Here is a preposition that will sound strange, and you’re welcome to take it apart (with good arguments I hope)
Basically the idea is that samādhi is complete in the second jhāna and that further on (in jhāna 3 & 4) sammā-samādhi progresses into a higher observation.
I’ll bring some arguments below. But my basic reasoning comes from 1. the fact that the set of four jhānas is so fundamental for the path and sammā-samādhi 2. the meditation masters, especially some in the thai forest tradition stress the experienced reality of samādhi, but not of jhāna. Why would the Buddha make such an elaborated point out of it if there is no experiential reality to it?
First some quotes from Thai teachers:
- Ajahn Chah, Unshakeable Peace: “There aren’t any billboards which announce which level of samadhi we’re experiencing. The reality is completely diefferent.”
- Tan Ajahn Dtun, This is the Path: “‘Is this the first or second jhāna…?’ Believe me, there are no signs that come up and tell you, so don’t look for any.”
(LP Maha Boowa and Ajahn Anan talk about the jhānas more conventionally though)
Text arguments for the absorption to be completed in the second jhāna:
- the only place the word samādhi appears in the standard stock paragraph is in the second jhāna: avitakkaṃ avicāraṃ samādhijaṃ pītisukhaṃ
- so literally with sampasādanaṃ cetaso (I translate as ‘in complete sunkenness of consciousness’) when the mind stops moving (avicara), where is there room for a further stabilisation of the state?
- in the third jhāna we have upekkha (which is also the order in the bojjhangas) and which does not mean equanimity. upa+iks = close observation
- I don’t know if we can read what we nowadays take as ‘vipassana-practice’ into upekkha, but it might not be very far away. Anyway in the 3rd jhana we have upekkha and sati (upekkhako satimā). Sati related to what? sukhañ-ca kāyena. Of course I would like a clearer text here, but is it too far-fetched to see a kaya & vedana sati here?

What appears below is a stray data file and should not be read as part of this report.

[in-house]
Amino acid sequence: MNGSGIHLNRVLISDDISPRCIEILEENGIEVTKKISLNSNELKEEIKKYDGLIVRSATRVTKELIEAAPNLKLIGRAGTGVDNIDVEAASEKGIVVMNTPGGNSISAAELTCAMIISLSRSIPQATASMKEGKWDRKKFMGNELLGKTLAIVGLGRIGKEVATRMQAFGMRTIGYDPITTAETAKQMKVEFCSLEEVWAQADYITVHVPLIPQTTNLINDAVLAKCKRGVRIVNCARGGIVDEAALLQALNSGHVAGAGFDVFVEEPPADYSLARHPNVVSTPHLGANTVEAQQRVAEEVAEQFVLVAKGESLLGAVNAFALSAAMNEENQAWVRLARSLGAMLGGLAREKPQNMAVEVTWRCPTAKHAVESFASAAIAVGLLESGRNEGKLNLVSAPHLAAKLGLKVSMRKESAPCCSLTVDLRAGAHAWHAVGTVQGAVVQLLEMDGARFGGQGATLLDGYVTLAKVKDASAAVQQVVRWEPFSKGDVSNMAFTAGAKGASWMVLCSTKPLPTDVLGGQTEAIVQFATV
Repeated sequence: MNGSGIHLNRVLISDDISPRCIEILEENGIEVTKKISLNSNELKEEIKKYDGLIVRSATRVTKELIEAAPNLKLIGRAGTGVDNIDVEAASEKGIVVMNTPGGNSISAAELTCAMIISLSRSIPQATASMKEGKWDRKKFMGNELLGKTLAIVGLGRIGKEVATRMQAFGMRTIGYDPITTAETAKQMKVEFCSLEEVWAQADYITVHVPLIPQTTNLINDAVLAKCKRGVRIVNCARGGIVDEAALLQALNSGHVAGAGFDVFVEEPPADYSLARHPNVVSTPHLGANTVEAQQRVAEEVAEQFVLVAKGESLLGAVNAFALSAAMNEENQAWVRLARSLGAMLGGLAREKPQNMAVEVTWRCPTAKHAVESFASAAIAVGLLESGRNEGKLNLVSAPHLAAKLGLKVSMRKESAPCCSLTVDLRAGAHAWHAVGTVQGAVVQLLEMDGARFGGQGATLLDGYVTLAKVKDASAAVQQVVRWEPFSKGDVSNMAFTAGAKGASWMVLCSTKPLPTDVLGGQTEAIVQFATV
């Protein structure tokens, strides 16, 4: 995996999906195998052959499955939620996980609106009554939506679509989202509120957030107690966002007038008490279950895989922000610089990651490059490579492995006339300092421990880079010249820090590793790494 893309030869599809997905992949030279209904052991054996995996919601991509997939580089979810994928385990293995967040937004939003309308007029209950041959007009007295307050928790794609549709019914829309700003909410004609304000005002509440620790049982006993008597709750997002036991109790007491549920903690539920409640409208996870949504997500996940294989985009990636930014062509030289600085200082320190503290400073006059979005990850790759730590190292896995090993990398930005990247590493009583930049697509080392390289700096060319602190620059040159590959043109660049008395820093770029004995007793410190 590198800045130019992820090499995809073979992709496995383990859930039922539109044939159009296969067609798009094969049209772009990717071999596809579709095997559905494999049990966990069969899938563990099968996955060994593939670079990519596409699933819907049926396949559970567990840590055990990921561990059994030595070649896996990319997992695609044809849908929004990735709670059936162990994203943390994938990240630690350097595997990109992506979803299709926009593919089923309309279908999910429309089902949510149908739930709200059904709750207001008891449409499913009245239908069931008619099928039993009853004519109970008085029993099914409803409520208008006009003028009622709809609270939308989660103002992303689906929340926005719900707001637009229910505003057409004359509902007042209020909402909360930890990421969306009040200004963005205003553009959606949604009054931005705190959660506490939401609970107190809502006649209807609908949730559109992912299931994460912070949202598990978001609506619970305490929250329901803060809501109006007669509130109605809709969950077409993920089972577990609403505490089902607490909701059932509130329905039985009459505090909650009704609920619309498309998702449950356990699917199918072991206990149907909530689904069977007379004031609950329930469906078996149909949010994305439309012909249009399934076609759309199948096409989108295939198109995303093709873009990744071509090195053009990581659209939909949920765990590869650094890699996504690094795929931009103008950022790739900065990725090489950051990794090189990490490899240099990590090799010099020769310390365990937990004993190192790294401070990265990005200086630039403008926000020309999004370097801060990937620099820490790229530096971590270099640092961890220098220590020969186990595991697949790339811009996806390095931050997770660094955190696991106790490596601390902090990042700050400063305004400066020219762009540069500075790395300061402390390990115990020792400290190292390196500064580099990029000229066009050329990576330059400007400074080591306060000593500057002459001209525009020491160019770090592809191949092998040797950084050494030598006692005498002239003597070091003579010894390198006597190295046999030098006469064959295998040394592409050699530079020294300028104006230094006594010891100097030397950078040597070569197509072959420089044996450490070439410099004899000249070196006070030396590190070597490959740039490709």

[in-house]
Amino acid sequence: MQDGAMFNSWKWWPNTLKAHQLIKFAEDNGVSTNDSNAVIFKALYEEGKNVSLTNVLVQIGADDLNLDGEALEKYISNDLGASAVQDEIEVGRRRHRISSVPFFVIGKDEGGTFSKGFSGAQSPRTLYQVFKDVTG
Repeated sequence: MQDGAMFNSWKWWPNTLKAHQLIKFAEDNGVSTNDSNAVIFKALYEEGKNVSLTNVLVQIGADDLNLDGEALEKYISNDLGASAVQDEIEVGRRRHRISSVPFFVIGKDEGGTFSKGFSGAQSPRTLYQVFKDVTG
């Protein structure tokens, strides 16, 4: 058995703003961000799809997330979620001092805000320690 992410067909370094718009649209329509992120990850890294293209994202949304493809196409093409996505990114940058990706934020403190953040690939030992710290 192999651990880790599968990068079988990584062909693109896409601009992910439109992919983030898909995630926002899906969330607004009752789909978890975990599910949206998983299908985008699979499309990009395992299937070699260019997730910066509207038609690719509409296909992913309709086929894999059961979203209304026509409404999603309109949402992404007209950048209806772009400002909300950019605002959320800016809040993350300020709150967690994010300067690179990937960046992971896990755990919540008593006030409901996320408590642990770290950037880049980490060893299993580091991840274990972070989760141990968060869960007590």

To quote again some venerable ajahns here (hopefully I don’t distort the words of the ven. Ajahns…):
- Ajahn Anan, Seeking Buddho: "If samādhi has not reached the level of Third Jhāna, then the investigation will be unable to demolish and destroy the attachment to the elements as one’s self. "
- Ajahn Thate, The Autobiography of a Forest Monk: “When I had the opportunity to ask advice from Ven. Ajahn Singh, he recommended that I concentrate my contemplation much more on the un-beautiful, loathsome aspects of the physical body. He told me to focus there until I could see its rotting away and decay and the final disintegration into the four elements. I broke in with my misgivings: “Surely when the mind has already let go of rupa and only nāmā remains, isn’t going back to bodily form too coarse an object of contemplation?””
- Ajahn Dtun, The Sacred Equation: “Once your mind has been made free of all moods and emotions, turn to investigating your body.” (placing it at the fourth Jhana though)
The fourth jhana finally, pubbeva somanassadomanassānaṁ atthaṅgamā (‘just after the disappearance of the pleasant and unpleasant minds’), what sati is there left for upekkhāsatipārisuddhiṁ? only citta and dhamma sati…
Sorry for the lengthy text, but I guess you get the point: the idea is for the four jhanas to have not just changes in subtlety but very much in quality
- Jhana1 would be with volition, i.e. ‘functional ego’
- Jhana2 complete stillness of mind without volitional mind movements
- Jhana3 emerging out of no.2 and doing the kaya and vedana work (incl. upekkha & the completion of the bojjhangas)
- Jhana4 completing the path with cittupassana
For samādhi I would accordingly propose the translation ‘accomplishment’ or ‘completion’ (supported by Monier-Williams) to highlight its final place in the eightfold path.